In a Kosovo Mountain Resort, Villas, Bribes and a Big-Name Scandal

The prosecutor behind one of Kosovo’s biggest ever corruption cases is confident of success despite the efforts of deep-pocketed ‘businessmen’ and – he believes – dishonest judges to derail him.

On a frosty morning in December 2021, prosecutors accompanied by heavily-armed police carried out a series of raids in the municipality of Shterpce/Strpce, home to Kosovo’s biggest mountain resort – Brezovica.

Located near the western city of Prizren in the Sharr Mountains National Park, Brezovica’s steep slopes once served as back-up for the 1984 Sarajevo Winter Olympics, but ownership arguments since Kosovo’s 1998-99 war has long frustrated development plans.

Then, starting in the early 2000s, rampant, unregulated construction began to blight the picturesque national park.

The raids, targeting the homes and offices of the former mayor and senior municipal officials, marked a turning point.

Previously, a whistleblower had tipped off the police about a lucrative corruption scam by which municipal officials received big bribes to turn a blind eye to the construction of hotels and villas within what is officially a protected zone.

But when nothing happened, the whistleblower went to BIRN’s office in Pristina, lifting the lid on what would become one of the biggest graft scandals in Kosovo’s young life as an independent state and forcing authorities to act.

Since then, more than 100 arrests have been made. A trial began in April, with the 11 defendants accused of giving or receiving bribes ranging from 10,000 euros to 250,000 euros for the construction of holiday homes and hotels in Brezovica’s winter wonderland, 80 kilometres southeast of the capital, Pristina.

BIRN has since learned that between 2014 and 2022, corruption has allowed for the construction of more than 800 objects in Brezovica.

BIRN has yet to air the interview with the whistleblower, which prosecutors fear may undermine their investigation by naming people still under surveillance.

The whistleblower has since entered a witness protection programme.

“All the money was transferred in cash, some of it in envelopes,” said Rasim Maloku, the Ferizaj/Urosevac prosecutor on the case. “From the evidence we have, there have been cases of money transferred in bags, even as much as 200,000 euros at once.”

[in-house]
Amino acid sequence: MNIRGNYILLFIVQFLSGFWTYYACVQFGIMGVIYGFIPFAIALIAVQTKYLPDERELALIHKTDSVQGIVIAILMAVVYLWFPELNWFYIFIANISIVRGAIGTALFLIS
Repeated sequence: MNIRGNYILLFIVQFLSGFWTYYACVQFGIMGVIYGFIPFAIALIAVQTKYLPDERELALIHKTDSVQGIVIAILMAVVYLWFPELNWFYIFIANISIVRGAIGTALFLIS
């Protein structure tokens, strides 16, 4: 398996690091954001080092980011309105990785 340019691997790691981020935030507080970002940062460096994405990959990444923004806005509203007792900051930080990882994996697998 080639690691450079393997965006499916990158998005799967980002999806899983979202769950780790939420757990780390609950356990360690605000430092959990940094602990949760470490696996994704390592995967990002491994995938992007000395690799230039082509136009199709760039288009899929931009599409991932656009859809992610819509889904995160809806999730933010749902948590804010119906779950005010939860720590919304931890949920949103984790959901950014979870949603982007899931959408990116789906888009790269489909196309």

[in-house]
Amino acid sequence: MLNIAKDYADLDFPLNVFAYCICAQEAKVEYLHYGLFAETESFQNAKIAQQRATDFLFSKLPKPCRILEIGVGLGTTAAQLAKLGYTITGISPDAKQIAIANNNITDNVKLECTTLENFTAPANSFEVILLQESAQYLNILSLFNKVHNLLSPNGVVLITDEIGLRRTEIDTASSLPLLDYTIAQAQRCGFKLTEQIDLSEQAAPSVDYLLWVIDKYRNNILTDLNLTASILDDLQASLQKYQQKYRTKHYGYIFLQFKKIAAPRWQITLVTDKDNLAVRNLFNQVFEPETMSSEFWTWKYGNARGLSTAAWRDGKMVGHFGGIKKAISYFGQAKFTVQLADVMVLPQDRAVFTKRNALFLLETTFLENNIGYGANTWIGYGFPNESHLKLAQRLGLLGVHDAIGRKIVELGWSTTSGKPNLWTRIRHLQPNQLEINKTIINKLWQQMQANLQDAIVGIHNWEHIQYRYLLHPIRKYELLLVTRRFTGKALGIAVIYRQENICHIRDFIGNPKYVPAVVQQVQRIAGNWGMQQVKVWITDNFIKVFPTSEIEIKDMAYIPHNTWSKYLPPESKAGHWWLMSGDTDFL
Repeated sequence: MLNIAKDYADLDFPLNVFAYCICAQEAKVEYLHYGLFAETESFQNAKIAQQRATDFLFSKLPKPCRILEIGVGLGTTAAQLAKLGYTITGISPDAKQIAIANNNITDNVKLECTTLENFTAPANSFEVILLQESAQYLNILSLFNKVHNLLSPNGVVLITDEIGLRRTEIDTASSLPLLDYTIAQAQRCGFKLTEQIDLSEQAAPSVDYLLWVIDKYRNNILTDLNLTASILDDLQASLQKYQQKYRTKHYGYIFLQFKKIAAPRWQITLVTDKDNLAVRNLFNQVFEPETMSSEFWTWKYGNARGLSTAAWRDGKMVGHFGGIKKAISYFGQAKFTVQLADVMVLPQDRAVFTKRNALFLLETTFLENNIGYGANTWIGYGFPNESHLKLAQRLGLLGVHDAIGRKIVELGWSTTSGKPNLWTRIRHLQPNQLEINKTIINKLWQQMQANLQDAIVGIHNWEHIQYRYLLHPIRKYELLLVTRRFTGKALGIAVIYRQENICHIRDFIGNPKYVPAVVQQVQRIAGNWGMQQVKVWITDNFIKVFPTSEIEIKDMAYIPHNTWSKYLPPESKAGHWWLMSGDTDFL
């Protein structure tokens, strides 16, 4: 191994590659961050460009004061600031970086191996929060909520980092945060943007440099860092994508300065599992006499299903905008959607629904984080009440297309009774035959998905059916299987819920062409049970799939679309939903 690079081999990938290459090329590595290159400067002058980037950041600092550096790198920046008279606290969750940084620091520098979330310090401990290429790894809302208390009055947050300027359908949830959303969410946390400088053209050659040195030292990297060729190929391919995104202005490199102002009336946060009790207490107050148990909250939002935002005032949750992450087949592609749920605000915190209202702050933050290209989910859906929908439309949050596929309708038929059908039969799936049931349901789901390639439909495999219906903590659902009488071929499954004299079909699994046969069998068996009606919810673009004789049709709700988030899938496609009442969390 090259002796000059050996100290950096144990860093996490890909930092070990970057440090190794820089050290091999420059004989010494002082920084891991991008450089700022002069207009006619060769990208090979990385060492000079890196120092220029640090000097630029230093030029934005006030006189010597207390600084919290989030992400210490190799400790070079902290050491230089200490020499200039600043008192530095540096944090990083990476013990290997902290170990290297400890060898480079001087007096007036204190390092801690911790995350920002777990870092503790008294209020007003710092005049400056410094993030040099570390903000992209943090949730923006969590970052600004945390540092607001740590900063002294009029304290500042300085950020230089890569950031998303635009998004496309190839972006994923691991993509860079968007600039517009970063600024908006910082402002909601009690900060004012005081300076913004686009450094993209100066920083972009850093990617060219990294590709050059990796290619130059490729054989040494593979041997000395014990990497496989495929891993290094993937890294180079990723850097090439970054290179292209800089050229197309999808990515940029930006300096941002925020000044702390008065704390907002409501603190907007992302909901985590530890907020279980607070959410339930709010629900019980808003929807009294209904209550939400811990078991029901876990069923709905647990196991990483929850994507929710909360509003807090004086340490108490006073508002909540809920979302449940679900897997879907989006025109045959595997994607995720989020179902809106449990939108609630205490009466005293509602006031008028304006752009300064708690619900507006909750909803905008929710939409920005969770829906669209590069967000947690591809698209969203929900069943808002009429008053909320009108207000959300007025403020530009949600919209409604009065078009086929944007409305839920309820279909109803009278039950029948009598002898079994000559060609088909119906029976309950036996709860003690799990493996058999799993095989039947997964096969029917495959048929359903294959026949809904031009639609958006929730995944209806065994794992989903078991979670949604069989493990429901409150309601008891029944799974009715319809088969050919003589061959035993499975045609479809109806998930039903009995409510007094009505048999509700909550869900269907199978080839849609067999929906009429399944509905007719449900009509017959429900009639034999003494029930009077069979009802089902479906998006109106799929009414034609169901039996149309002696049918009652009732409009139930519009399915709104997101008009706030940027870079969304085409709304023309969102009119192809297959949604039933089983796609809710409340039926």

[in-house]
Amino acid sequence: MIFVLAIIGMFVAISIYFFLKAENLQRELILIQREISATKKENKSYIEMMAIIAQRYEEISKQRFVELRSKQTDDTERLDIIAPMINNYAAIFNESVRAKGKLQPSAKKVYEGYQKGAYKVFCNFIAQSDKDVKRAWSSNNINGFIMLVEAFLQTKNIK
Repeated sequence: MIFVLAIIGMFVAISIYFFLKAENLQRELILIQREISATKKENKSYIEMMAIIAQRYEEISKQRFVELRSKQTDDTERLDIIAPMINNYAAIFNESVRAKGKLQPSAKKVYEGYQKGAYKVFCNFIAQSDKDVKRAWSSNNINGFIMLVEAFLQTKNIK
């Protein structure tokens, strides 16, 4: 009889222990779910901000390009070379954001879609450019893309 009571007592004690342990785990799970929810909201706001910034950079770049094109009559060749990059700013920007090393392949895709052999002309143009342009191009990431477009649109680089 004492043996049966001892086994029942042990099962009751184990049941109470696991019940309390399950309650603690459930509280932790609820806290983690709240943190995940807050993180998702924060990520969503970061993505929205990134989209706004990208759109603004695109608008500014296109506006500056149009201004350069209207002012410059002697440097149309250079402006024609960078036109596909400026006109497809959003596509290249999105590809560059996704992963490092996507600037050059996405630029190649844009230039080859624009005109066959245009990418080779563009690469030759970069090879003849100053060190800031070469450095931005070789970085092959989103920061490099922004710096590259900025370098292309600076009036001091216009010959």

Untold damage has been done to Brezovica’s previously pristine environment, he told BIRN, and yet efforts to derail the case go on.

Rasim Maloku the Ferizaj/Urosevac prosecutor on the Brezovica corruption case, Photo: BIRN

Highest echelons of power

Loved by hardcore skiers for its demanding slopes, Brezovica’s heyday was is in the 80s, when the resort posted on average 120,000 overnight stays, half during the ski season and half in the summer, when hikers would flock to its mountain meadows and streams.

After Kosovo broke away from Serbia in war in 1998-99, the resort became one of dozens of former public enterprises subject to competing ownership claims, frustrating efforts to privatise it and attract investment.

It forms part of the ‘Sharri’ National Park, which was declared protected by the state in 2013.

But for some, the protection didn’t apply, and the building scandal has since reached to the highest echelons of power in Kosovo.

According to the prosecution files, there are properties in the protected zone owned by former Foreign Minister Enver Hoxhaj, Supreme Court judge Agim Maliqi, Court of Appeals judge Bashkim Hyseni, and Mustafe Tahiri, head of the Ferizaj/Urosevac basic court. Two brothers of former President Hashim Thaci, who is standing trial for war crimes in The Hague, also built villas there.

All of their properties were seized by prosecutors last year.

Hyseni said he was unaware his villa was built in a protected zone, while Maliqi also denied doing anything intentionally wrong, saying he built his villa “as a citizen, not as a judge”; Tahiri, Hyseni, Maliqi and Hoxhaj have not been charged with anything and Hoxhaj has not commented on the case.